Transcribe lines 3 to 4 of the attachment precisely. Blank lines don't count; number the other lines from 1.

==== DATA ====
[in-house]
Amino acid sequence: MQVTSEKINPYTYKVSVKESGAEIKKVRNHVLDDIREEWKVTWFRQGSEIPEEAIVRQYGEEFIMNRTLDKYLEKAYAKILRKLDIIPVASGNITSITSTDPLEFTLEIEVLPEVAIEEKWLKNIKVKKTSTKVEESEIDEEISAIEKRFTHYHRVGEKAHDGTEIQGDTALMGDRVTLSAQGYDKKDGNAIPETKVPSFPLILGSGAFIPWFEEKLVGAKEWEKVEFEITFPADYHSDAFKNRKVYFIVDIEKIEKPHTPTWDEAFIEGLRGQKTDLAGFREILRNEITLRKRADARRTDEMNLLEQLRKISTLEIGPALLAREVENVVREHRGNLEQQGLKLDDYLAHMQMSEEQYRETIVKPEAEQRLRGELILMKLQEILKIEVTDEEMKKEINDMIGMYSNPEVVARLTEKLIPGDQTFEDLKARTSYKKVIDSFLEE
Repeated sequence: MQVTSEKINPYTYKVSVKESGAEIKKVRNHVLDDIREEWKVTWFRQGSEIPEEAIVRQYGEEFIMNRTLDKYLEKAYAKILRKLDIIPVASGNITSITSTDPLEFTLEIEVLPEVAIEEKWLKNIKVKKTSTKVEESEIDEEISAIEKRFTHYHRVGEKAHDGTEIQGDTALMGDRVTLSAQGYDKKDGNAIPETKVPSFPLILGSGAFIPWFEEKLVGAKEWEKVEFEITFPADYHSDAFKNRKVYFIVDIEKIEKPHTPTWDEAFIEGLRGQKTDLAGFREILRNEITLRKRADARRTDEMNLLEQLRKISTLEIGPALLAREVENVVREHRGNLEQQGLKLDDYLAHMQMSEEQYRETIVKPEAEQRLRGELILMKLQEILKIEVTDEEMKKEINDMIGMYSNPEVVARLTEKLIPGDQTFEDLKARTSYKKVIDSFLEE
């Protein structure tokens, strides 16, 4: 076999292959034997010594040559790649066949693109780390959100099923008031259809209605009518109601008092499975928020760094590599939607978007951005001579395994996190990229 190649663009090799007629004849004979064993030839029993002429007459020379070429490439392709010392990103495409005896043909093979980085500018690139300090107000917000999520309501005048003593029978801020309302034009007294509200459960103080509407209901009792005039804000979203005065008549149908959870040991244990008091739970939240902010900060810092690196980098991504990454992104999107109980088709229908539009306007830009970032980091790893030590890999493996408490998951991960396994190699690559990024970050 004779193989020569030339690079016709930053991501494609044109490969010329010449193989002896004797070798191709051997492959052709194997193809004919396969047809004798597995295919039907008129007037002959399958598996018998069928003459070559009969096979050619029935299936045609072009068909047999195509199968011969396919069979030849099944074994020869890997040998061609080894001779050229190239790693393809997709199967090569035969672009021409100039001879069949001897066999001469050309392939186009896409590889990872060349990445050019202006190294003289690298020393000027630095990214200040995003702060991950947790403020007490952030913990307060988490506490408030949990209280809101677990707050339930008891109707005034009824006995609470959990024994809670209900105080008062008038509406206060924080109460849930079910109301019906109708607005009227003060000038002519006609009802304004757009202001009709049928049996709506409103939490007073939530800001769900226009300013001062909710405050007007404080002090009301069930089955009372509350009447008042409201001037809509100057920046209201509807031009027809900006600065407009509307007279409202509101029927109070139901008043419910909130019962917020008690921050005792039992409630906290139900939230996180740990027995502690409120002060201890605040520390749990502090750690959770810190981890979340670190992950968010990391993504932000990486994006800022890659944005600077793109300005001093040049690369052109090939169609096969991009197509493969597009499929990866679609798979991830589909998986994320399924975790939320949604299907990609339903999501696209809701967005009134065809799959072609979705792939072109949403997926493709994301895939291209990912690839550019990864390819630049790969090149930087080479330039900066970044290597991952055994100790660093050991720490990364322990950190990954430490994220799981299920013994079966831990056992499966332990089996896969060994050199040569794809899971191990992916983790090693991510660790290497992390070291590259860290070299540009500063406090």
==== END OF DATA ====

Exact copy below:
Repeated sequence: MQVTSEKINPYTYKVSVKESGAEIKKVRNHVLDDIREEWKVTWFRQGSEIPEEAIVRQYGEEFIMNRTLDKYLEKAYAKILRKLDIIPVASGNITSITSTDPLEFTLEIEVLPEVAIEEKWLKNIKVKKTSTKVEESEIDEEISAIEKRFTHYHRVGEKAHDGTEIQGDTALMGDRVTLSAQGYDKKDGNAIPETKVPSFPLILGSGAFIPWFEEKLVGAKEWEKVEFEITFPADYHSDAFKNRKVYFIVDIEKIEKPHTPTWDEAFIEGLRGQKTDLAGFREILRNEITLRKRADARRTDEMNLLEQLRKISTLEIGPALLAREVENVVREHRGNLEQQGLKLDDYLAHMQMSEEQYRETIVKPEAEQRLRGELILMKLQEILKIEVTDEEMKKEINDMIGMYSNPEVVARLTEKLIPGDQTFEDLKARTSYKKVIDSFLEE
């Protein structure tokens, strides 16, 4: 076999292959034997010594040559790649066949693109780390959100099923008031259809209605009518109601008092499975928020760094590599939607978007951005001579395994996190990229 190649663009090799007629004849004979064993030839029993002429007459020379070429490439392709010392990103495409005896043909093979980085500018690139300090107000917000999520309501005048003593029978801020309302034009007294509200459960103080509407209901009792005039804000979203005065008549149908959870040991244990008091739970939240902010900060810092690196980098991504990454992104999107109980088709229908539009306007830009970032980091790893030590890999493996408490998951991960396994190699690559990024970050 004779193989020569030339690079016709930053991501494609044109490969010329010449193989002896004797070798191709051997492959052709194997193809004919396969047809004798597995295919039907008129007037002959399958598996018998069928003459070559009969096979050619029935299936045609072009068909047999195509199968011969396919069979030849099944074994020869890997040998061609080894001779050229190239790693393809997709199967090569035969672009021409100039001879069949001897066999001469050309392939186009896409590889990872060349990445050019202006190294003289690298020393000027630095990214200040995003702060991950947790403020007490952030913990307060988490506490408030949990209280809101677990707050339930008891109707005034009824006995609470959990024994809670209900105080008062008038509406206060924080109460849930079910109301019906109708607005009227003060000038002519006609009802304004757009202001009709049928049996709506409103939490007073939530800001769900226009300013001062909710405050007007404080002090009301069930089955009372509350009447008042409201001037809509100057920046209201509807031009027809900006600065407009509307007279409202509101029927109070139901008043419910909130019962917020008690921050005792039992409630906290139900939230996180740990027995502690409120002060201890605040520390749990502090750690959770810190981890979340670190992950968010990391993504932000990486994006800022890659944005600077793109300005001093040049690369052109090939169609096969991009197509493969597009499929990866679609798979991830589909998986994320399924975790939320949604299907990609339903999501696209809701967005009134065809799959072609979705792939072109949403997926493709994301895939291209990912690839550019990864390819630049790969090149930087080479330039900066970044290597991952055994100790660093050991720490990364322990950190990954430490994220799981299920013994079966831990056992499966332990089996896969060994050199040569794809899971191990992916983790090693991510660790290497992390070291590259860290070299540009500063406090």